When Something Bad Happens You Have Three Choices: You Can Either Let It Define You; Let It Destroy You; or You Can Let It Strengthen You
Redmond, WA (PRWEB) March 08, 2016
“Ron Hawthorne knows exactly where he wants to be four years from now, in Tokyo at the 2020 Summer Paralympics, listening to The Star Spangled Banner with a medal around his neck,” reports Nick Alexander, an advocate and supporter of the Blind Judo Foundation who recently interviewed Ron.
Ron is visually impaired, the result of an accident at age 2. Growing up, Ron Hawthorne was not only bullied but physically abused, leaving a mark not easily removed. Ron’s visual impairment and size – 5’5” and 135lbs – made him a target for bullying. This has only motivated Hawthorne to be a cut above.
Whether by natural inclination or as a result of the circumstances, Ron learned to compete early, starting with track and wrestling. He learned to fight, literally, for what he wants in life, turning negative experiences into positive motivations and opportunities to cope with his early childhood conditions. Ron’s drive to be the best, along with his applicable wrestling experience, helped jump start his judo career.
Ron now holds a second degree black belt in judo and boasts 15 years of successful, competitive experience. Hawthorne relocated to Colorado Springs, Colorado in 2010 in order to pursue Judo full time training at the U.S. Olympic Training Center (OTC). The move paid off, leading to the opportunity to represent the United States at the 2012 Summer Paralympics in London, where he reached the quarterfinals in the Men’s -60kg division, ultimately bowing out to the eventual silver medalist.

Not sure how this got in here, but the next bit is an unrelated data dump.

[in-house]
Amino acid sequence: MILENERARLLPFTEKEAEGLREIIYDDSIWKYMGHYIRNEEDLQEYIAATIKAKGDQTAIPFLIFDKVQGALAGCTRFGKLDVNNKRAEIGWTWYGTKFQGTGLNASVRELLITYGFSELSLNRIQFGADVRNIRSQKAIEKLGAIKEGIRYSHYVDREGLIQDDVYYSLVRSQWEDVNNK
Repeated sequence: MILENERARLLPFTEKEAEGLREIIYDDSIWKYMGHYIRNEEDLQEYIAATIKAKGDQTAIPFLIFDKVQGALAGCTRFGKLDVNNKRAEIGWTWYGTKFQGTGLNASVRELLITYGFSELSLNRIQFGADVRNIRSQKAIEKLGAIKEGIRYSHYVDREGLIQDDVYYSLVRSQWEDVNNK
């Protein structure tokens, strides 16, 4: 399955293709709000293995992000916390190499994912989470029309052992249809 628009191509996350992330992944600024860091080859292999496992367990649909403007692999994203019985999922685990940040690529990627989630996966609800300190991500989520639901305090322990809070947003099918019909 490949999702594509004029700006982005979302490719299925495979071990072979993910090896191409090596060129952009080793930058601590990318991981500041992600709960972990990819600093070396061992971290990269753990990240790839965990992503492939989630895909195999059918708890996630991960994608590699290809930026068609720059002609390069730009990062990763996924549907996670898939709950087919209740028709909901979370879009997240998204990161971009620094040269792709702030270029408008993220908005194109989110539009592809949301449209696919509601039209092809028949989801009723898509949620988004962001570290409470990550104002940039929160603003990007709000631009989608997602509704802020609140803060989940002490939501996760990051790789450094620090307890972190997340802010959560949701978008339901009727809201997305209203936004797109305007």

Per Alexander, “Ron wants a second shot at the podium and has been training relentlessly since London, staying on at the Olympic Training Center. He currently practices judo four days a week, lifts weights three days, and works in an additional three cardio sessions.”
In light of this physically grueling schedule, Ron credits his continued motivation to being surrounded by like-minded individuals. Hawthorne told Alexander, “You get some of the best coaches to work with and some of the best athletes to be around. And not just in judo. You get a chance to be around highly-competitive boxers, swimmers, and wrestlers. It’s motivating because everyone there has the same goal: to be world champion.”
Before Tokyo 2020, however, Ron is targeting a podium this summer. He is currently attending a week-long camp in Brazil, where he will test his skills and further his case for inclusion on the U.S. team headed for the 2016 Paralympic Games in Rio.
The Blind Judo Foundation is proud to support Hawthorne on his road to Rio and is covering his travel costs, camp and tournament fees from March 2 – 9, 2016 in Brazil. Nick Alexander will be reporting more on Ron as he progresses in representing the USA on the world stage in the sport of judo.
The Blind Judo Foundation is a nonprofit 501(c) (3) organization that introduces and trains blind and visually impaired children, young adults and returning blind and visually impaired military men and women in the sport of Judo. Supporting our blind athletes to train, travel and compete relies upon tax-exempt donations.
All members of the Blind Judo Foundation are volunteers. A select few of our elite athletes go on to represent the USA as members of the US Paralympic (not to be confused with Special Olympics) Judo Team. Check out the foundation and our Facebook page or by contacting Ron C. Peck at roncpeck(at)blindjudofoundation(dot)org or 1-425-444-8256 or Coach Willy Cahill at dawave1(at)sbcglobal(dot)net